ego

Awe and Surrender

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I am reposting the entirety of Richard Rohr’s lesson for the day. There is not one person that I know who couldn’t benefit from this advice, including myself. I think it’s fair to say that most conversations I encounter during my day are routine reactions to almost every situation or topic. I, again, include myself in these routine reactions because much of the time I am in my mind considering the next thing instead of experiencing this moment for what it is. Even as I type this my mind jumps off to imagine reactions from a reader or what my next task will be. To return to now. To center and see. My wish is to live and breath in this space more and more each day. This is the ebb and flow I suppose. The breath of consciousness. In and out. Back and forth. Laughter and tears. Hello and good bye. And hello again.

“To begin to see with new eyes, we must observe—and usually be humiliated by—the habitual way we encounter each and every moment. It is humiliating because we will see that we are well-practiced in just a few predictable responses. Not many of our responses are original, fresh, or naturally respectful of what is right in front of us. The most common human responses to a new moment are mistrust, cynicism, fear, defensiveness, dismissal, and judgmentalism. These are the common ways the ego tries to be in control of the data instead of allowing the moment to get some control over us—and teach us something new!

To let the moment teach us, we must allow ourselves to be at least slightly stunned by it until it draws us inward and upward, toward a subtle experience of wonder. We normally need a single moment of gratuitous awe to get us started. Look, for example, at the Judeo-Christian Exodus narrative: It all begins with a murderer (Moses) on the run from the law, encountering a paradoxical bush that “burns without being consumed.” Awestruck, he takes off his shoes and the very earth beneath his feet becomes “holy ground” (see Exodus 3:2-6) because he has met “Being Itself” (see Exodus 3:14). This narrative reveals the classic pattern, repeated in different forms in the varied lives and vocabulary of all the world’s mystics.

The spiritual journey is a constant interplay between moments of awe followed by a process of surrender to that moment. We must first allow ourselves to be captured by the goodness, truth, or beauty of something beyond and outside ourselves. Then we universalize from that moment to the goodness, truth, and beauty of the rest of reality, until our realization eventually ricochets back to include ourselves! This is the great inner dialogue we call prayer. We humans resist both the awe and, even more, the surrender. Both are vital, and so we must practice.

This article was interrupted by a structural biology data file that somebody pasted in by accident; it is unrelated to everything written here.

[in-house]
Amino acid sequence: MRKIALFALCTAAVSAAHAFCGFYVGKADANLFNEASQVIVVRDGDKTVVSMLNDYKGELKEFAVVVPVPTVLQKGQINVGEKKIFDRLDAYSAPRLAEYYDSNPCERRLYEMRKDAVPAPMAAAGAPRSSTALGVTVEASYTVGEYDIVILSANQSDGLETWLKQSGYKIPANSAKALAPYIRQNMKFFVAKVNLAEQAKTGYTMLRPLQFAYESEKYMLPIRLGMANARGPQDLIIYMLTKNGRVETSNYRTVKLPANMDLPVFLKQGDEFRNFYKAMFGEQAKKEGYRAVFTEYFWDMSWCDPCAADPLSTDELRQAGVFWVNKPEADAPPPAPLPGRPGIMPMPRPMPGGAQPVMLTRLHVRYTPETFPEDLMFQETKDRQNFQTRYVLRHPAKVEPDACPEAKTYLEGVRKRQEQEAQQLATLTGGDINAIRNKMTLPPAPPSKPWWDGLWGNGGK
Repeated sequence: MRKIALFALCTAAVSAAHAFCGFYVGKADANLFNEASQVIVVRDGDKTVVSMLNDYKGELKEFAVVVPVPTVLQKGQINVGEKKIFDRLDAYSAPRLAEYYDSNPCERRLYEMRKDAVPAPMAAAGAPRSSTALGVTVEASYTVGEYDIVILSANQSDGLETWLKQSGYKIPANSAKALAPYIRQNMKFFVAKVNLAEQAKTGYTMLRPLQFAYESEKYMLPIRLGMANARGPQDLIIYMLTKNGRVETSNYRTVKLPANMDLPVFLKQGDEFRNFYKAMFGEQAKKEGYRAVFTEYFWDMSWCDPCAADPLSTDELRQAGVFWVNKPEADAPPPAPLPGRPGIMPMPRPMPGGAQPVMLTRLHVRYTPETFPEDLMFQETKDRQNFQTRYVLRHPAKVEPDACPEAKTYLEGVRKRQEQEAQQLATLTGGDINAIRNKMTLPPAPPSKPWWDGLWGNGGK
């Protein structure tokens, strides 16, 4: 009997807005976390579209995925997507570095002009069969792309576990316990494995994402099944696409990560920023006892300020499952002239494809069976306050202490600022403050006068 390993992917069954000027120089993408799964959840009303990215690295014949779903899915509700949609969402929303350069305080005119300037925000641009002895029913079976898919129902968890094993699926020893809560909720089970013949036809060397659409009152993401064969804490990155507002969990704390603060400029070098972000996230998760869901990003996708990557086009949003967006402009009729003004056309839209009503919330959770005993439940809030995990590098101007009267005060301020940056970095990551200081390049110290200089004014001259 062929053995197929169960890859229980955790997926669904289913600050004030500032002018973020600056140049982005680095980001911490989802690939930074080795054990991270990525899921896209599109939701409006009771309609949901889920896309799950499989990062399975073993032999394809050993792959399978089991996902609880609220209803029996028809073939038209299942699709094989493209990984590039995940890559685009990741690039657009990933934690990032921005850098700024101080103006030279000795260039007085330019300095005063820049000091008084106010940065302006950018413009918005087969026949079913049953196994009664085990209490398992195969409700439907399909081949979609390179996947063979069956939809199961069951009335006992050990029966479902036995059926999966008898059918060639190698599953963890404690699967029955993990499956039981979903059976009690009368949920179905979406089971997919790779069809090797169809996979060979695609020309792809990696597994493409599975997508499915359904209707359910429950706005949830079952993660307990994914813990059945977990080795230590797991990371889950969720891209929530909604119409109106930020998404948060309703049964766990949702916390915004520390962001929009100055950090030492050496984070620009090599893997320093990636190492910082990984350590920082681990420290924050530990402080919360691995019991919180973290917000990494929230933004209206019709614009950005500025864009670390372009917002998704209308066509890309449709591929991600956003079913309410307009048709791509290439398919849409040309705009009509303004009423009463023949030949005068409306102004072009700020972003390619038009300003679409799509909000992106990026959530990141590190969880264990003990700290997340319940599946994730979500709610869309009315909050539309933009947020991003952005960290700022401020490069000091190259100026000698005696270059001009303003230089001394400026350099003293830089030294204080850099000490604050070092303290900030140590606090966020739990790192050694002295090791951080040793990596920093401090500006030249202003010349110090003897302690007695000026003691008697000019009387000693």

The way to any universal idea is to proceed through a concrete encounter. The one is the way to the many; the specific is the way to the spacious; the now is the way to the always; the here is the way to everywhere; the material is the way to the spiritual; the visible is the way to the invisible. When we see contemplatively, we know that we live in a fully sacramental universe, where everything is an epiphany.

While philosophers tend toward universals and poets love particulars, mystics and contemplative practice teach us how to encompass both.”

~ Richard Rohr

 

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Our Place

“Our first and final loyalty is to one kingdom: God’s or our own. We really can’t fake it. The Big Picture is apparent when God’s work and will is central, and we are happy to take our place in the corner of the frame. This is “doing the will of my Father in heaven” and allows the larger theater of life and love to unfold.”

– Richard Rohr, Preparing For Christmas

People’s Hearts

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“In what must surely be one of the most ignored passages of the Bible, Paul wrote this two millennia ago:

As for myself, I do not care if I am judged by you or by any human court. I do not even judge myself. I know of no wrong I have done, but this does not make me right before the Lord. The Lord is the One who judges me. So do not judge before the right time; wait until the Lord comes. He will bring to light things that are now hidden in darkness, and will make known the secret purposes of people’s hearts. Then God will praise each one of them. (1 Cor. 4:3–5 NCV)

That’s amazing. Think about what Paul was writing there: He doesn’t know anyone’s motives. Not even his own. Even if his own conscience was clear, that didn’t make him innocent. Paul was aware of his own inability to judge himself. He couldn’t be trusted. So, he said, leave the judging up to God. He’ll sort it out in the end.

This can’t be glossed over. Think about how taking this to heart could deflate our own anger, even before it takes hold. We have no idea what is in someone else’s heart. We don’t know the backstory. We don’t know what’s happening in his mind. We don’t know how her brain works. We think we do, sure, but we don’t.”

~ Brant Hansen, Unoffendable